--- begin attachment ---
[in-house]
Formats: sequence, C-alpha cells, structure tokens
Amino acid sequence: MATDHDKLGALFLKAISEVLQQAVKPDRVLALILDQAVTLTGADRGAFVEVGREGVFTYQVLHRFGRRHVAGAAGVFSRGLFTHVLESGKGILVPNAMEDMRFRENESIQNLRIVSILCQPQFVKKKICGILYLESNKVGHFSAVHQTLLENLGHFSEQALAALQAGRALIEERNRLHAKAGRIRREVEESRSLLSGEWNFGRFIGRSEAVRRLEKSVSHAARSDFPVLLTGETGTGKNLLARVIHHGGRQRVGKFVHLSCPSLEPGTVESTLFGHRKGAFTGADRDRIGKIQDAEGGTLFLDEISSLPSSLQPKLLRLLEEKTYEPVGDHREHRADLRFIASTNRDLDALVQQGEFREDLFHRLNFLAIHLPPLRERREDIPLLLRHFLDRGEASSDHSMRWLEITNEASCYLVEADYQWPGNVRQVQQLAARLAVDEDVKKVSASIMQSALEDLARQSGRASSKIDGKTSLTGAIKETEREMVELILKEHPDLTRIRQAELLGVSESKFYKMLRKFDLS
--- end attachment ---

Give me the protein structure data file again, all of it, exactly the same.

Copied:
[in-house]
Formats: sequence, C-alpha cells, structure tokens
Amino acid sequence: MATDHDKLGALFLKAISEVLQQAVKPDRVLALILDQAVTLTGADRGAFVEVGREGVFTYQVLHRFGRRHVAGAAGVFSRGLFTHVLESGKGILVPNAMEDMRFRENESIQNLRIVSILCQPQFVKKKICGILYLESNKVGHFSAVHQTLLENLGHFSEQALAALQAGRALIEERNRLHAKAGRIRREVEESRSLLSGEWNFGRFIGRSEAVRRLEKSVSHAARSDFPVLLTGETGTGKNLLARVIHHGGRQRVGKFVHLSCPSLEPGTVESTLFGHRKGAFTGADRDRIGKIQDAEGGTLFLDEISSLPSSLQPKLLRLLEEKTYEPVGDHREHRADLRFIASTNRDLDALVQQGEFREDLFHRLNFLAIHLPPLRERREDIPLLLRHFLDRGEASSDHSMRWLEITNEASCYLVEADYQWPGNVRQVQQLAARLAVDEDVKKVSASIMQSALEDLARQSGRASSKIDGKTSLTGAIKETEREMVELILKEHPDLTRIRQAELLGVSESKFYKMLRKFDLS